This is a favorite story of corporate America that has captured most Americans through television, teaching us year after year what we must buy in order to be cool Americans. We buy on credit. We mortgage our homes and cars. We shop, as the saying goes, until we drop. Then the corporate master teaches us how to get out of debt by going to a debt-consultant who takes more of our earnings to help us pay the corporate overlord.

Corporations do not build fences to catch people. They throw propaganda nets over the people called advertising. The bait in the nets are the TV shows the people watch, and as we watch we are gradually dumbed-down and captured by endless corporate ads that tell us how we must spend our earnings to be acceptable – the new car –the new TV set – the right clothes – on and endlessly on.

Now that we are in debt and need help, the corporations love to tell the pig story. The question they ask is: Why don’t you work to feed yourself and your family? Why aren’t you independent like you should be? Why do you want something free?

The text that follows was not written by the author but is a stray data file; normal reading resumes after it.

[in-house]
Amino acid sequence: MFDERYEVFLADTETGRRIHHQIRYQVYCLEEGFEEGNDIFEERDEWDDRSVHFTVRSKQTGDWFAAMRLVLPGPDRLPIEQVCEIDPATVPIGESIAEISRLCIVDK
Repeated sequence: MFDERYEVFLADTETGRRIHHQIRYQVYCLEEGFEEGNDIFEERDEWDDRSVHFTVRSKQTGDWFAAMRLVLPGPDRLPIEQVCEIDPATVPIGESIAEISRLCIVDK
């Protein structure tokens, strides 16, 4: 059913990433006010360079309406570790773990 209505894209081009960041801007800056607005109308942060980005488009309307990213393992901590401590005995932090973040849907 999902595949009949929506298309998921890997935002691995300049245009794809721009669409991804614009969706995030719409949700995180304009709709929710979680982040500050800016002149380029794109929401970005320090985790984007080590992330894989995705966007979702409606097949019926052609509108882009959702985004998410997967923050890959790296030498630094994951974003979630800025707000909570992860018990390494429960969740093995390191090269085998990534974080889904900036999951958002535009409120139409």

I have rarely seen a corporate executive who was hungry. As a corporate executive who tells the pig story he also comes begging to the government to save his company from bankruptcy, and, at the same time, like a true pig, awards himself and his fellow pigs millions in bonuses while over twenty-five percent of America’s children go to bed hungry.

Please tell the children and their parents the pig story.

We, the silent, insane

The horrid greed-disease casts us into insanity.

It is the disease that corrupts us and compels us, like raging ghouls, to spend endless billions for weaponry to kill and maim other innocent human being, to render children legless, parentless, homeless and to destroy whole cultures for money and power.